The Brooklyn College Vanguard

CUNY Journalists Tell Stories of Pandemic with New Podcast

Written By: Olivia McCaa

“COVID University New York”, a podcast about COVID-19’s effects./ Apple Podcasts

In New York, in order to continue to tell the stories of those most affected by the still raging COVID-19 pandemic,  a small group of journalists are working towards capturing the lives of local students and experts that are experiencing the difficulties of the pandemic in their podcast COVID University New York (CVNY). 

   “There are real people who are impacted by this – people who aren’t just big facts and figures. These are people who can’t pay rent or buy food,” said Char Adams, the host of CVNY and Graduate Center alumna. CVNY is a project stemming from The Gotham Center for New York City History and initially developed by Director Peter-Christian Aigner, a historian of twentieth-century America. 

   The “brainchild for the podcast” as Adams describes Aigner, “had the awesome idea to dive into how COVID-19 is impacting people’s everyday lives.” Aigner was put in touch with both Adams and audio producer David Hoffman to bring his vision into reality. 

   When the podcast began, the group wanted to cover important topics such as death, social justice, and protests. They put together a mass list of topics and questions that they wished to cover. With each episode, they are able to check off parts of that list and learn more about how the pandemic is impacting people.

   “When we think about the health crisis, we tend to think about it in terms of large impact. This pandemic has become a big statistic and figure,” Adams said. From the first episode, CVNY aimed to tackle difficult subjects that have affected the CUNY community, including COVID-related deaths

    Towards the end of August, when the first CVNY episode aired, more than 160,000 people died due to virus complications. With that in mind, Adams and her crew created an episode where they could allow their listeners an opportunity to process the death and mourning through the memorial project “Missing Them,” a compilation crafted by Newmark Graduate School of Journalism students. 

   By their third episode, COVID University interviewed two nursing students at Queensborough Community College who are currently serving on the frontlines of the pandemic. The episode recounts their professional and personal problems and encounters they faced including their feeling of being overwhelmed and fearful. 

   For Adams, being the host of CVNY allows her to continue telling people’s stories that can connect to others on a personal level.

“I didn’t think that I would ever be able to host or be on a podcast because of how I talk. It is a dream that I had given up… It means the world to me that I am finally able to do a thing that I could never do,” said Adams. 

   During her journey to become a journalist, Adams experienced many challenges. Initially on a path to pursue dancing, she realized that she wanted to take on a more practical career. This eventually led to her earning her degree in journalism from Indiana University of Pennsylvania in 2014. 

   Adams’ involvement and love for writing have always been a part of her work. After moving to New York, she particularly focused on race and gender issues. Adams, a Black woman herself found that she had first-hand experience of many of the issues she reported on.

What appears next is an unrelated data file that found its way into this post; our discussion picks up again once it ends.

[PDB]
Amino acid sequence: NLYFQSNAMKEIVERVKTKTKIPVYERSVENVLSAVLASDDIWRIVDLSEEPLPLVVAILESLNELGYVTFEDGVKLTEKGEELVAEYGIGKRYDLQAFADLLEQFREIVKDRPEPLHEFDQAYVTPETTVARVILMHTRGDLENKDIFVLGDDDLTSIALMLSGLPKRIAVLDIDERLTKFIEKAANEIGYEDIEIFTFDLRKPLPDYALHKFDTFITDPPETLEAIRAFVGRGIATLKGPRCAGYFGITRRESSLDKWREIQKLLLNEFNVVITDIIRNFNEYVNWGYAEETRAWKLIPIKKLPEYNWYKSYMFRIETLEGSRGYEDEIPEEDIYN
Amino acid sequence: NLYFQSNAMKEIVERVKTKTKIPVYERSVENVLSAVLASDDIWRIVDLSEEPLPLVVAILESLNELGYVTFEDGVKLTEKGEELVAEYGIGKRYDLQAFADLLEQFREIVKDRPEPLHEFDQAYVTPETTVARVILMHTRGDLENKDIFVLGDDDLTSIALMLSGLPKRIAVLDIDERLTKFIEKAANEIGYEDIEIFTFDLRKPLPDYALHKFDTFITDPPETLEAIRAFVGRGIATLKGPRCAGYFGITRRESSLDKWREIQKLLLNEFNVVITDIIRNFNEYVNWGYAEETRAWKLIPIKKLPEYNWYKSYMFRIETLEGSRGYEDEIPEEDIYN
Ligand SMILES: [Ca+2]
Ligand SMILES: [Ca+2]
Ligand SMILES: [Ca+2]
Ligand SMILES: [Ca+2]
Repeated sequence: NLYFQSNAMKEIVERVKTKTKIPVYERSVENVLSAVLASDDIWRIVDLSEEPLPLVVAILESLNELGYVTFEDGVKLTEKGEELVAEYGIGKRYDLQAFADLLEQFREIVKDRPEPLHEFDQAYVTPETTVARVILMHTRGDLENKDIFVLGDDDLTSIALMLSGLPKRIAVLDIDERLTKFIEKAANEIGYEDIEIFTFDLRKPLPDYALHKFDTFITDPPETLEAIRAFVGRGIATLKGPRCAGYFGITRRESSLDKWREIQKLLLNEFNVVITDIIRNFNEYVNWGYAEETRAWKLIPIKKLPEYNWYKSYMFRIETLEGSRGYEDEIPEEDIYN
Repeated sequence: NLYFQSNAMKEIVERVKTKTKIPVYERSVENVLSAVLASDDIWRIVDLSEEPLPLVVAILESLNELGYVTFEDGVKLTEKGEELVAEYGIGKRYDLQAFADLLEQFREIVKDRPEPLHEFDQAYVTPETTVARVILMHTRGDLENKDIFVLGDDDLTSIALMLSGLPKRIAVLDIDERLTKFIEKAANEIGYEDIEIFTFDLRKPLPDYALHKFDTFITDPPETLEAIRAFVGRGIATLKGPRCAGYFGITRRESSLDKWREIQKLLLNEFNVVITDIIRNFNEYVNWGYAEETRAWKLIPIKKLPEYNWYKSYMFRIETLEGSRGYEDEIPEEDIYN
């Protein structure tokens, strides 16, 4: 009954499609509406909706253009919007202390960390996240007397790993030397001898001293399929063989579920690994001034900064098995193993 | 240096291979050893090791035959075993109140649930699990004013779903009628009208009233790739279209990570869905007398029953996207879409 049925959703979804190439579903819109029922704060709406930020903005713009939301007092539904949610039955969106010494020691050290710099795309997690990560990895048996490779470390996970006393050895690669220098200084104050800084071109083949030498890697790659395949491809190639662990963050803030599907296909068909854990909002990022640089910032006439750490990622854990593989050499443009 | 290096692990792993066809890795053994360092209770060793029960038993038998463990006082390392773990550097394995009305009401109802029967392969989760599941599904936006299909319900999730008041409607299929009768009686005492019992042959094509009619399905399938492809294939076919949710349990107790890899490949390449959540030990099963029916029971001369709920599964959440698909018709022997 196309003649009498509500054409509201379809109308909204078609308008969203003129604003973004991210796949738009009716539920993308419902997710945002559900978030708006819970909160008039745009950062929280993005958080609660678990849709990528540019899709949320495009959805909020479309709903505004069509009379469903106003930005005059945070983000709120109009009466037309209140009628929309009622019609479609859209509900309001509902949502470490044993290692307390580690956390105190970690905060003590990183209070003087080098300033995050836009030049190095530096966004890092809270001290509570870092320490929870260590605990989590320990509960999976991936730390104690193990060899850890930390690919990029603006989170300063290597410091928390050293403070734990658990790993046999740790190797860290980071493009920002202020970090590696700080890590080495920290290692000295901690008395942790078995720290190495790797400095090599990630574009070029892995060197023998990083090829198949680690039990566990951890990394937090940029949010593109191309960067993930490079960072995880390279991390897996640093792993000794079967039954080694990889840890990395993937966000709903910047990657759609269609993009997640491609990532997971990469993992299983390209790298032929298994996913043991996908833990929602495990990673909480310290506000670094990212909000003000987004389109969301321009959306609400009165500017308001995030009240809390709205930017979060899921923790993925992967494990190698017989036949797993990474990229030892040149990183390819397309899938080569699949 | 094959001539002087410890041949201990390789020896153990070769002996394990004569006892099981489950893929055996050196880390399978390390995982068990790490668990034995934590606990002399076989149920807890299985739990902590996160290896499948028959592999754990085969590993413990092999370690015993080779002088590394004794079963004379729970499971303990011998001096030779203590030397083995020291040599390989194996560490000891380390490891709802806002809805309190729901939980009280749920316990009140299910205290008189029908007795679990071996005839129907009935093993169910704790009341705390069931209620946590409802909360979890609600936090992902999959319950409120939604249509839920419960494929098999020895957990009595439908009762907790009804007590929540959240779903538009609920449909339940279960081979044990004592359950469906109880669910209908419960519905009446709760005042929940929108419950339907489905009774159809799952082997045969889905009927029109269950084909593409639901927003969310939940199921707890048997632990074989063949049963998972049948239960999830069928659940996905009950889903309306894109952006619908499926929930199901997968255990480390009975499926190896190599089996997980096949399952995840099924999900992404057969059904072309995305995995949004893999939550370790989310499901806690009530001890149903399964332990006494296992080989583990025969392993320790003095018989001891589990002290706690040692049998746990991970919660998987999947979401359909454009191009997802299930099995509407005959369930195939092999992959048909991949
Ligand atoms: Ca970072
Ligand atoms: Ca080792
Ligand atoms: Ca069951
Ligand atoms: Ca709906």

“I am a black woman and that has shaped how I am and how I move about the world because that is a huge part of my life,” she said. Because of this, she was quickly drawn to politics and the context of Black women’s identity as a whole.

   One of the most difficult obstacles she overcame was having a stutter, a neurological condition that she has no control over. “I remember even after college, when I was applying for jobs, I would always see ‘excellent verbal skills’ and it would make me very anxious and sad.”

   In a field that heavily relies on having strong speaking and communication skills, Adams was able to overcome her fear and continue her love for journalism through the National Stuttering Association and local support groups. Adams is proud and finds it, “extremely cool to think about the fact that six or seven years ago I was completely horrified by seeing ‘excellent verbal skills’ on job applications and now I am talking and working on live broadcast for NBC.”

   With each new discussion, Adams and her team aim to talk to people that have gone through a COVID-related problem, and then to talk to an expert in that area who can give context and facts around the experience.

   “The intent was to tell the story of COVID through a more human personal angle. It feels good when people contact us and say ‘I never thought about this, it was great to hear about this person’s life,’” Adams tells. 

   After releasing seven episodes, they find they are more comfortable and have an even better sense of their intention for the show. Although the podcast has not reached as many people as they initially wished, COVID University has spoken to a fairly large audience. Adams contributes this to “the fact that the stories we tell are very compelling- we take a holistic approach to each episode.” 

   Covering the pandemic while also first hand dealing with it is difficult. Keeping the momentum and energy for the podcast is difficult but worth it. 

  Adams emphasizes, “ I would like them to know that this is a passion project and there has not been much money.”  At the start, COVID University did receive a small amount of funding but overall has been a passion project done with each team member’s own time and effort. CVNY works hard to bring relevant, and important stories to their audience through everyday lives. 

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